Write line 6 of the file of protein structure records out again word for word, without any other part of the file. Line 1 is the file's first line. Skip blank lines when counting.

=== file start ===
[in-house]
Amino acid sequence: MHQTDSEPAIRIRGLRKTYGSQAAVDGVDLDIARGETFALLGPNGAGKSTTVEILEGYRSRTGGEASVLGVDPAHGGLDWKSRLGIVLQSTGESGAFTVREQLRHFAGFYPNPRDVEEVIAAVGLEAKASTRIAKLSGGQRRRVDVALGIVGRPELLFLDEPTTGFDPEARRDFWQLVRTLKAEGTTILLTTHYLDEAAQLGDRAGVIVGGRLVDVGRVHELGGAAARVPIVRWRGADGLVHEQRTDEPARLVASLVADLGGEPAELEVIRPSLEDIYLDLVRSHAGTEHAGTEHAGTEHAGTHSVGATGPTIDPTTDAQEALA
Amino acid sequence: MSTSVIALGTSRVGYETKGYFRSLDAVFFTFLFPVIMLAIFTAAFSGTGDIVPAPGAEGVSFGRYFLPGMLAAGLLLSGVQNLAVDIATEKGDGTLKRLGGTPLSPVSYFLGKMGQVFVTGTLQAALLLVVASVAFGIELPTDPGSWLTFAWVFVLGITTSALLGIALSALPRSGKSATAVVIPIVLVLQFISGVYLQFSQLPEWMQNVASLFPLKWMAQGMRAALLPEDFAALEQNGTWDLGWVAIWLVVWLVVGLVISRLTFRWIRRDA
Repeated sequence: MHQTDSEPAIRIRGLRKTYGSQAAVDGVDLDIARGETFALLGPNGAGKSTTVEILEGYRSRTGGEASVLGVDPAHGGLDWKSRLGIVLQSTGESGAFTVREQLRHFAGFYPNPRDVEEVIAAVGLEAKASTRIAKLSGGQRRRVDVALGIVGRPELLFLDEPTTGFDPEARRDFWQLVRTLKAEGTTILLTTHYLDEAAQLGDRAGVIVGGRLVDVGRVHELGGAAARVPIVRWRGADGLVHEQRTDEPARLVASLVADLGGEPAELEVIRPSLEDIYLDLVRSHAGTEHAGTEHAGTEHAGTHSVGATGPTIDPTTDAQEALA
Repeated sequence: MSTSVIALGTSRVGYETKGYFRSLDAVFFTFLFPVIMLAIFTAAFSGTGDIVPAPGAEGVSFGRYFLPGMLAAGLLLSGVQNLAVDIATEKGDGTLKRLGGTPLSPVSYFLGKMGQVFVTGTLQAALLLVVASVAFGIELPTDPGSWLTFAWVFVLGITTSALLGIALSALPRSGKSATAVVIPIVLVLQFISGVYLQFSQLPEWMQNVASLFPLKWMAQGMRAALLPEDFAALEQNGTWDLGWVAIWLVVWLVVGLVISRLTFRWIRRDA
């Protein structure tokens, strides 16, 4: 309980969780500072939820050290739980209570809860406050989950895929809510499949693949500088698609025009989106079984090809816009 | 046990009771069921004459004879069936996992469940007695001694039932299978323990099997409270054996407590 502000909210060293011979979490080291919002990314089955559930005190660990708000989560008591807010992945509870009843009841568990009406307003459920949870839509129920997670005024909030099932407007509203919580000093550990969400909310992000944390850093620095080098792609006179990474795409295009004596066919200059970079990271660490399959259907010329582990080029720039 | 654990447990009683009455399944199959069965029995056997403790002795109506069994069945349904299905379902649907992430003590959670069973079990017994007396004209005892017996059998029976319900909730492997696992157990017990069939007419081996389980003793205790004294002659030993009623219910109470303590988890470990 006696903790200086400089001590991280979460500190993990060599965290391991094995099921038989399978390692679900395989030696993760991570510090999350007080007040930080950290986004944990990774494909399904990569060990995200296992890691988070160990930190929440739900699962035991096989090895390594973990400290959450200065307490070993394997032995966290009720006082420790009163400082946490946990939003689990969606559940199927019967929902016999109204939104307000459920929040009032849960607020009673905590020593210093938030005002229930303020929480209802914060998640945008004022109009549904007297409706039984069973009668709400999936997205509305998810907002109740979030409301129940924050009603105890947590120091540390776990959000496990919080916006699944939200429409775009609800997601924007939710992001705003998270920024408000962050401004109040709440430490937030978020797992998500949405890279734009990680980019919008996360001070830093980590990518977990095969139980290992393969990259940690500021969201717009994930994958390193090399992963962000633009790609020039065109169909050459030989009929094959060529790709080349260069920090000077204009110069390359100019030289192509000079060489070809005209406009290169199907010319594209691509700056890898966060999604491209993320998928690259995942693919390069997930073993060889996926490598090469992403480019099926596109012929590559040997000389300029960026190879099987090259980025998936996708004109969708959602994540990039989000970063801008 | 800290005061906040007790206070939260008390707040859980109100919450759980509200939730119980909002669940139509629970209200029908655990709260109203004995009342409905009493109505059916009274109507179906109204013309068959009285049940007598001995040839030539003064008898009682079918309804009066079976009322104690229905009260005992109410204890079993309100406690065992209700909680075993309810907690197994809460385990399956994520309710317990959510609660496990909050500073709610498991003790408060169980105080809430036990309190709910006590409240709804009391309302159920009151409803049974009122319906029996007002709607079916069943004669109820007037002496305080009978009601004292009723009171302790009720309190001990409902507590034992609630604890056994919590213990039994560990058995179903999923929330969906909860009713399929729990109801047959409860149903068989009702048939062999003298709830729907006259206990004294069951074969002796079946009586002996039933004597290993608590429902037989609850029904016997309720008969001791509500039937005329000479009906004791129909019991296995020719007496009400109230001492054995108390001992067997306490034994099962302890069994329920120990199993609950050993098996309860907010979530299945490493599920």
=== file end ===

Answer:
């Protein structure tokens, strides 16, 4: 309980969780500072939820050290739980209570809860406050989950895929809510499949693949500088698609025009989106079984090809816009 | 046990009771069921004459004879069936996992469940007695001694039932299978323990099997409270054996407590 502000909210060293011979979490080291919002990314089955559930005190660990708000989560008591807010992945509870009843009841568990009406307003459920949870839509129920997670005024909030099932407007509203919580000093550990969400909310992000944390850093620095080098792609006179990474795409295009004596066919200059970079990271660490399959259907010329582990080029720039 | 654990447990009683009455399944199959069965029995056997403790002795109506069994069945349904299905379902649907992430003590959670069973079990017994007396004209005892017996059998029976319900909730492997696992157990017990069939007419081996389980003793205790004294002659030993009623219910109470303590988890470990 006696903790200086400089001590991280979460500190993990060599965290391991094995099921038989399978390692679900395989030696993760991570510090999350007080007040930080950290986004944990990774494909399904990569060990995200296992890691988070160990930190929440739900699962035991096989090895390594973990400290959450200065307490070993394997032995966290009720006082420790009163400082946490946990939003689990969606559940199927019967929902016999109204939104307000459920929040009032849960607020009673905590020593210093938030005002229930303020929480209802914060998640945008004022109009549904007297409706039984069973009668709400999936997205509305998810907002109740979030409301129940924050009603105890947590120091540390776990959000496990919080916006699944939200429409775009609800997601924007939710992001705003998270920024408000962050401004109040709440430490937030978020797992998500949405890279734009990680980019919008996360001070830093980590990518977990095969139980290992393969990259940690500021969201717009994930994958390193090399992963962000633009790609020039065109169909050459030989009929094959060529790709080349260069920090000077204009110069390359100019030289192509000079060489070809005209406009290169199907010319594209691509700056890898966060999604491209993320998928690259995942693919390069997930073993060889996926490598090469992403480019099926596109012929590559040997000389300029960026190879099987090259980025998936996708004109969708959602994540990039989000970063801008 | 800290005061906040007790206070939260008390707040859980109100919450759980509200939730119980909002669940139509629970209200029908655990709260109203004995009342409905009493109505059916009274109507179906109204013309068959009285049940007598001995040839030539003064008898009682079918309804009066079976009322104690229905009260005992109410204890079993309100406690065992209700909680075993309810907690197994809460385990399956994520309710317990959510609660496990909050500073709610498991003790408060169980105080809430036990309190709910006590409240709804009391309302159920009151409803049974009122319906029996007002709607079916069943004669109820007037002496305080009978009601004292009723009171302790009720309190001990409902507590034992609630604890056994919590213990039994560990058995179903999923929330969906909860009713399929729990109801047959409860149903068989009702048939062999003298709830729907006259206990004294069951074969002796079946009586002996039933004597290993608590429902037989609850029904016997309720008969001791509500039937005329000479009906004791129909019991296995020719007496009400109230001492054995108390001992067997306490034994099962302890069994329920120990199993609950050993098996309860907010979530299945490493599920």